Cancer vaccines train the body’s immune system to target and kill cancer cells, often requiring a boost to the patient’s immune power. A recent study has found a surprising teammate for brain cancer vaccines: the tetanus shot.
The same tetanus vaccine used to prevent bacterial infections associated with rusted metal has a powerful effect of activating and alerting the body’s immune system overall. Because of this, the boost from a tetanus shot may be an extremely effective tool in increasing the success of immunotherapy treatments.
Doctors at Duke University Medical Center recently administered a cancer vaccine trial to patients with glioblastoma, an aggressive type of brain tumor. In patients who first received the tetanus shot to awaken their immune response, survival rates increased significantly.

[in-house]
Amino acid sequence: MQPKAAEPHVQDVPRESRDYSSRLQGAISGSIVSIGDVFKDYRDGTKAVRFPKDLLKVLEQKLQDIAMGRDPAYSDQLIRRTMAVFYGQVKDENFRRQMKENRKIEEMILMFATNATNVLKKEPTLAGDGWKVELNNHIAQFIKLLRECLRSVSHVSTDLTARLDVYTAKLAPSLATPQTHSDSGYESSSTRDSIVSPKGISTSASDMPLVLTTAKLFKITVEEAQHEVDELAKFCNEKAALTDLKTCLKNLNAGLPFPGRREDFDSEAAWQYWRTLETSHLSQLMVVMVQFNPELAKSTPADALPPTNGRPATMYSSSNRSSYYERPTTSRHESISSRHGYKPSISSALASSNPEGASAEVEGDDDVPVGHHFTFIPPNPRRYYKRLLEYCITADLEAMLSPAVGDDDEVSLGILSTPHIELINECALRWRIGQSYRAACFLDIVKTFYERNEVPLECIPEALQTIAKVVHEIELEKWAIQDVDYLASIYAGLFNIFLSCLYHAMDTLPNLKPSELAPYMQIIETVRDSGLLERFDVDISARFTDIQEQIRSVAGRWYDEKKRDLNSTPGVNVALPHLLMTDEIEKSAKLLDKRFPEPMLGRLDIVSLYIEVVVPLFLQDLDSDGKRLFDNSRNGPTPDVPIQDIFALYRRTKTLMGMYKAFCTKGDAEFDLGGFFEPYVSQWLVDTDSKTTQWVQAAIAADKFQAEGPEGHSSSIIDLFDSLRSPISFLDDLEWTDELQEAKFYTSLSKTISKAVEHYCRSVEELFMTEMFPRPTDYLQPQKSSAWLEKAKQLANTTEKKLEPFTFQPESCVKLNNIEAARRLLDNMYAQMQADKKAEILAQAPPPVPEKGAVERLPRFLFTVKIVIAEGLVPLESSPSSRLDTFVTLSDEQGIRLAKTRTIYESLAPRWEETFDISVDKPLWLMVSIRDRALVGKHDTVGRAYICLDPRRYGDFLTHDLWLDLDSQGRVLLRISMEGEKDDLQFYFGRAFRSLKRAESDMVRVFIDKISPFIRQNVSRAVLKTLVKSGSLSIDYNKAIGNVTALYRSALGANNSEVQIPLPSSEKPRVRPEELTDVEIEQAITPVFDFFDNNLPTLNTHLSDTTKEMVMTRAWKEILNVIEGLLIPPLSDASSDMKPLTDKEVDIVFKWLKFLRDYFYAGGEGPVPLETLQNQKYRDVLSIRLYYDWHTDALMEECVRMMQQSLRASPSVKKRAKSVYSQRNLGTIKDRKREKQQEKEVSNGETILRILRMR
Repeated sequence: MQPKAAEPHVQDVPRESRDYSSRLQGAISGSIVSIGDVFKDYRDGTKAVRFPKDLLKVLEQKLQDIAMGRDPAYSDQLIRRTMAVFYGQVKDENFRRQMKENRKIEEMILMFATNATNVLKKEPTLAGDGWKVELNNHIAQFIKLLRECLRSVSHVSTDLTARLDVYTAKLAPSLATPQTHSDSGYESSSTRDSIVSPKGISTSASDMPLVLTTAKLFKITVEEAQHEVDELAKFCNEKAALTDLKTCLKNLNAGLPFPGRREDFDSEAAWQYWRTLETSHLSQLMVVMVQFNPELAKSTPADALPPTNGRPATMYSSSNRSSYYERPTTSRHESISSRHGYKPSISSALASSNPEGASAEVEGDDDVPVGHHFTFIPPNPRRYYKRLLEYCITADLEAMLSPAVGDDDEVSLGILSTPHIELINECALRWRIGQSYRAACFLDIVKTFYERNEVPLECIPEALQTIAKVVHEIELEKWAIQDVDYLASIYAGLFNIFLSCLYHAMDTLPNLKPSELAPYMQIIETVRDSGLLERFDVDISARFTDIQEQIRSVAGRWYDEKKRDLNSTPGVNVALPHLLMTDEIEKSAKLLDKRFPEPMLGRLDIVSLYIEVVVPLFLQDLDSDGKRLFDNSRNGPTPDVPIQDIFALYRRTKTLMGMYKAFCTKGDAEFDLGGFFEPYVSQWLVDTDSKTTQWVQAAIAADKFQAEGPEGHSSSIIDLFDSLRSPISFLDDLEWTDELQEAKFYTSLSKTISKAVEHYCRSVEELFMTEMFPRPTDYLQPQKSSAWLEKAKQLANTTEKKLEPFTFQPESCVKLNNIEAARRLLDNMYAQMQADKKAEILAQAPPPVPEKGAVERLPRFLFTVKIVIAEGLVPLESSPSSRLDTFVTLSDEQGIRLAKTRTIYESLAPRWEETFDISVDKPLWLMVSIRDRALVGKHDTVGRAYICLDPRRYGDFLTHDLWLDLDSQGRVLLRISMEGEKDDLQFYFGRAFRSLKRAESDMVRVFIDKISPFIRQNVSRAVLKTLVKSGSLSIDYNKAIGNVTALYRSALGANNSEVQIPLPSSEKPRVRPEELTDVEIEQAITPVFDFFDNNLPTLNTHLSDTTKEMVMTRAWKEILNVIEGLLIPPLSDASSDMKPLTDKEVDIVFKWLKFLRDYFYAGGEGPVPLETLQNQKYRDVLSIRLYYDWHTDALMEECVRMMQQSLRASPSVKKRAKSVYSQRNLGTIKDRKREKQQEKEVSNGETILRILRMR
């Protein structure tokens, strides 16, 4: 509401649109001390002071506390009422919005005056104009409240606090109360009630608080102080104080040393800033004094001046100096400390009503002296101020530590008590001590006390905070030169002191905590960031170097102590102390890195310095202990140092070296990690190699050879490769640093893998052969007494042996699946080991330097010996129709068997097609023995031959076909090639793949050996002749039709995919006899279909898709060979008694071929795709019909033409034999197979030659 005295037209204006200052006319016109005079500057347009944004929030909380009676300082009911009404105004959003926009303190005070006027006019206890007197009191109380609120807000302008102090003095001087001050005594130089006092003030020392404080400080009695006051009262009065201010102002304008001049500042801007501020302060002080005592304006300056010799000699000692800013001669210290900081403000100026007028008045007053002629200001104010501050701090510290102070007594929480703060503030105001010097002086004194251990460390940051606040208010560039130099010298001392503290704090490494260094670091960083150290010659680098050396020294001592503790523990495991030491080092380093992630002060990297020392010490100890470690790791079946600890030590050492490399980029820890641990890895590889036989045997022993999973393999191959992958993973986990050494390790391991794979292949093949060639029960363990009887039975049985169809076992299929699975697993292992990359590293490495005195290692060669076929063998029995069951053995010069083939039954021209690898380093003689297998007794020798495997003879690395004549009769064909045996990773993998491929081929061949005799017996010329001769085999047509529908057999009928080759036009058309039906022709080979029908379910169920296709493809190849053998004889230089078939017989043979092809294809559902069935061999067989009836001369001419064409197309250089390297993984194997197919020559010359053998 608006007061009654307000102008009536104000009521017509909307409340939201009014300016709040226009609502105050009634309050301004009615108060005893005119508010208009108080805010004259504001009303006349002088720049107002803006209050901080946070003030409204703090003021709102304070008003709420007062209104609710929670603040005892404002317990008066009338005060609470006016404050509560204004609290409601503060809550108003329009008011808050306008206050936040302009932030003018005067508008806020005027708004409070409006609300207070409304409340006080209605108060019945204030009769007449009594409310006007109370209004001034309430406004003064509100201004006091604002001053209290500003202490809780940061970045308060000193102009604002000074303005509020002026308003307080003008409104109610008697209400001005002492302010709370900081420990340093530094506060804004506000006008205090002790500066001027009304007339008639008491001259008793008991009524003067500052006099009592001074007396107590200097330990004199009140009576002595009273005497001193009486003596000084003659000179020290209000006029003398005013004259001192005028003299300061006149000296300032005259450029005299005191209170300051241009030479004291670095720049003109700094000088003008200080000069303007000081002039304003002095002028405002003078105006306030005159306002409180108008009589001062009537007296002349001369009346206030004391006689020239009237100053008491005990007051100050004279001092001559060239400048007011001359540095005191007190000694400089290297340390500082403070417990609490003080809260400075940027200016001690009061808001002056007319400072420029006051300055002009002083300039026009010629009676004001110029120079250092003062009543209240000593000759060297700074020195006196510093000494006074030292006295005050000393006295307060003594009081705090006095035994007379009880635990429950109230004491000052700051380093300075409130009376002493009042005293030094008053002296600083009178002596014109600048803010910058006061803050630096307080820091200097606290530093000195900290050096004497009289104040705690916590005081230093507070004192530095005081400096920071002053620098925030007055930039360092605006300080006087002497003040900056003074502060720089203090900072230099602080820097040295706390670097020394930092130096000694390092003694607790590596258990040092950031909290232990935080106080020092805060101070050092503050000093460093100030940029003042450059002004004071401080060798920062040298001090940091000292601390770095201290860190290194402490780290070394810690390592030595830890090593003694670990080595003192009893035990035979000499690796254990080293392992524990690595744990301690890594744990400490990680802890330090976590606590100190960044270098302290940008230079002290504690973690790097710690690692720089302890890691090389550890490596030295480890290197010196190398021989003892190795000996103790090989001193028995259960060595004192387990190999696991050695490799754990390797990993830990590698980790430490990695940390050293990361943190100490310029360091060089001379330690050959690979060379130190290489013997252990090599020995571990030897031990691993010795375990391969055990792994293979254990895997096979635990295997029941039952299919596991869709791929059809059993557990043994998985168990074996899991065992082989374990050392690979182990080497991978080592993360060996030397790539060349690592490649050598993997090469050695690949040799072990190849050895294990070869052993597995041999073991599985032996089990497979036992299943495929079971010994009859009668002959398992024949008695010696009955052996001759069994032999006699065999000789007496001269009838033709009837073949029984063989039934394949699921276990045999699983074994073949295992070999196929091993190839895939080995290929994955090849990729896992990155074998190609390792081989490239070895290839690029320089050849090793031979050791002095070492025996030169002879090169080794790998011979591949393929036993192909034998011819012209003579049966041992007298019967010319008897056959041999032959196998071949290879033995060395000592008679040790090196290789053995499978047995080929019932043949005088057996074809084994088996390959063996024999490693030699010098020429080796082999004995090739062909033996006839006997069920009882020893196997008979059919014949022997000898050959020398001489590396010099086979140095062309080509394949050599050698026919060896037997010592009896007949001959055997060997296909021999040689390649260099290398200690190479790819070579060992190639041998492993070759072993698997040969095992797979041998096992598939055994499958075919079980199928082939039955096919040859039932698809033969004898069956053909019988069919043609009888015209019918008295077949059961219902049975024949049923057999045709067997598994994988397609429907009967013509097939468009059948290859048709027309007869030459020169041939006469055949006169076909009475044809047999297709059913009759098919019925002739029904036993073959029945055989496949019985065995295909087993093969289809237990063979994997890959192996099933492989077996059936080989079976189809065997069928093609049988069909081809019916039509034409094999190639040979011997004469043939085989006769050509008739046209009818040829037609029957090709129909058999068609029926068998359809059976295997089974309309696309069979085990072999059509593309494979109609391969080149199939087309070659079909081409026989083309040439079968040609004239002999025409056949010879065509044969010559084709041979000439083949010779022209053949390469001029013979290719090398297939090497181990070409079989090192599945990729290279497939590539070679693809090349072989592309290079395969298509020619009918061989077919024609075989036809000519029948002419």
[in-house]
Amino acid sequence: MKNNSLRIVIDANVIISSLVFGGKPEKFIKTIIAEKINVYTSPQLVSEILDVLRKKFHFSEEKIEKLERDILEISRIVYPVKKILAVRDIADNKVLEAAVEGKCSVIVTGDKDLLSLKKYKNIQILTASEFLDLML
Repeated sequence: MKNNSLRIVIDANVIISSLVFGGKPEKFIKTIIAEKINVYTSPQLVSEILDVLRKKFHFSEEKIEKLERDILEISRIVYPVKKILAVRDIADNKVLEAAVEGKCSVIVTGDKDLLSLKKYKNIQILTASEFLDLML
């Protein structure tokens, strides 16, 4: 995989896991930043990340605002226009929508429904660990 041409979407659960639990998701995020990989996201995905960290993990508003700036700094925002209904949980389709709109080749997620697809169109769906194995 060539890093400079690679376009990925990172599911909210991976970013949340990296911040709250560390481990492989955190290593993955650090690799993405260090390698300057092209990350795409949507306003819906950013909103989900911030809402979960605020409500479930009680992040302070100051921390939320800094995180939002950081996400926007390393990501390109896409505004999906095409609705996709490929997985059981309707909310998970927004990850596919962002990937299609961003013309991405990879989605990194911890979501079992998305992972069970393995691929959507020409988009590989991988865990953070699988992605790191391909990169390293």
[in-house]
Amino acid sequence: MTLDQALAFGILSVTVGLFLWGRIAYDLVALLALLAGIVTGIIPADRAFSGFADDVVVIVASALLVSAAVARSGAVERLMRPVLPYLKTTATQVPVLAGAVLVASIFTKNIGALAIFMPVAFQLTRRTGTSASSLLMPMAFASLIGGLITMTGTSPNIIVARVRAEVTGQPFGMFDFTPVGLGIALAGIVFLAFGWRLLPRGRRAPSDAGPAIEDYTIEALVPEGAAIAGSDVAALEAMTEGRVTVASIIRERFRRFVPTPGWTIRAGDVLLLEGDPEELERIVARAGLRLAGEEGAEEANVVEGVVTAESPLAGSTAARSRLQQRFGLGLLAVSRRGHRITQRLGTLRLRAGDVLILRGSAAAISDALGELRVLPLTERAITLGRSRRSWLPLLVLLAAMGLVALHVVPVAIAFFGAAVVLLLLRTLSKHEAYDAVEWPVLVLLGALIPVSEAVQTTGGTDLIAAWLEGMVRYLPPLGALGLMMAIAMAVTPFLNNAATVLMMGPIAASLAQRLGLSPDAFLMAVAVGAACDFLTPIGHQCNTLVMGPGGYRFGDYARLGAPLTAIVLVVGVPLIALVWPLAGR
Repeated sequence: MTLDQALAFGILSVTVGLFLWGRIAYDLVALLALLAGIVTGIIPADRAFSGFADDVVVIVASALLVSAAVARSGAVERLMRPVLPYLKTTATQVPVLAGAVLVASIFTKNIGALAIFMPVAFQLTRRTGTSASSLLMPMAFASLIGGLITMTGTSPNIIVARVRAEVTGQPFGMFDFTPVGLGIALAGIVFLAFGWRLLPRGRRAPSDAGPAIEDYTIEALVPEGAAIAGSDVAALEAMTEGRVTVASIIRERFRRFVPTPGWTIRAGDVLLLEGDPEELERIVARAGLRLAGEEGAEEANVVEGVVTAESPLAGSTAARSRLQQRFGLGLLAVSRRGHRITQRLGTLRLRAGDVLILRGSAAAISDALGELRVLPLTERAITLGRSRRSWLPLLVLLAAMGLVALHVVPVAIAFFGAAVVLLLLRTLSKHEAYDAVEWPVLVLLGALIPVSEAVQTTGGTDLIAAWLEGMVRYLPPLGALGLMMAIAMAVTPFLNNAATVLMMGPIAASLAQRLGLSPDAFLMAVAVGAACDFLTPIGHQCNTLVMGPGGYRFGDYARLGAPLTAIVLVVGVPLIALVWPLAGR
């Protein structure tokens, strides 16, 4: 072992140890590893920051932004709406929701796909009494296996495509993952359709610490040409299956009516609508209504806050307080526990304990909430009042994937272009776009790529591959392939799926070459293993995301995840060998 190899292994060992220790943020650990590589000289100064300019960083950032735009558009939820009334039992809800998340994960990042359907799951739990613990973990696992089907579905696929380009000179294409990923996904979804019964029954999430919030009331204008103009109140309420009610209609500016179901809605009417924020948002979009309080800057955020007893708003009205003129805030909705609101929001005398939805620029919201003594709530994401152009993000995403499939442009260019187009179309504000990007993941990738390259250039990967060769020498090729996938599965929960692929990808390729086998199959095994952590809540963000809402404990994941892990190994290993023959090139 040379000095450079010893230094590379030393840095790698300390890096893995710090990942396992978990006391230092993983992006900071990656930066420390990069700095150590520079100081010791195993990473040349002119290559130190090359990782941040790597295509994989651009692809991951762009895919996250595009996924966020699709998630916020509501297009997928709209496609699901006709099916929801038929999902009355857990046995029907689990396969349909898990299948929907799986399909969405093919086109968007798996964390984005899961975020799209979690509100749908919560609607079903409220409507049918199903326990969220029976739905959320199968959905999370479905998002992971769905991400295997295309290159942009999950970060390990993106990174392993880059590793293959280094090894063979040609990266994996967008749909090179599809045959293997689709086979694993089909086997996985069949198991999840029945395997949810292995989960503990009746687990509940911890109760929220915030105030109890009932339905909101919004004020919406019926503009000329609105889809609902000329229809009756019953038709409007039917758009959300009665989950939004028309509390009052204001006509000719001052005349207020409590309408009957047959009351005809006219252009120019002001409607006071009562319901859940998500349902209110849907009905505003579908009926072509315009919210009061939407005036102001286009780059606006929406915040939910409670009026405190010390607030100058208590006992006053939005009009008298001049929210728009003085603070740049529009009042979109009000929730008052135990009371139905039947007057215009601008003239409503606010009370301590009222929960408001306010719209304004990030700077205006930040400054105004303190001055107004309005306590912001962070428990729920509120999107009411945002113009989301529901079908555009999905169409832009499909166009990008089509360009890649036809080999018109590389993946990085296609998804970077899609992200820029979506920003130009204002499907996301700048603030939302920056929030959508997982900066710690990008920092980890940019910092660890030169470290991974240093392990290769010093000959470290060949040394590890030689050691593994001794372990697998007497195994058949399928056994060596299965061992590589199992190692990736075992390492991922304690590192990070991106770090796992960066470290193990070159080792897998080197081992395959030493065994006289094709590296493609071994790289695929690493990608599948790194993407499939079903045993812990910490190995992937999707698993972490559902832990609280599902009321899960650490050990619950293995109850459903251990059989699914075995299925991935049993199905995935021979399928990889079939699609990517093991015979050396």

Here’s what the 12-patient trial study found:
- Patients given tetanus and cancer vaccines survived 4 to 8 more years, with one patient still surviving. Patients without the tetanus vaccine survived up to 11 months.
- The tetanus vaccine sounds a warning call to the body’s immune system. This increases the chances that the cancer vaccine will be successfully received by the lymph nodes — where the cancer vaccine must go to train the immune system.
- The cytomegalovirus — present in most people but inactive — becomes reactivated in brain cancer cells. The dendritic cells cancer vaccine can identify brain cancer cells by looking for active cytomegalovirus.
Researchers hope that the tetanus vaccine can not only be a successful tool to fight glioblastoma brain cancer, but also teach us how to boost other kinds of cancer immunotherapy.
Contact us at Issels® Integrative Immuno-Oncology to find out about cancer vaccines and other innovative forms of immunotherapy.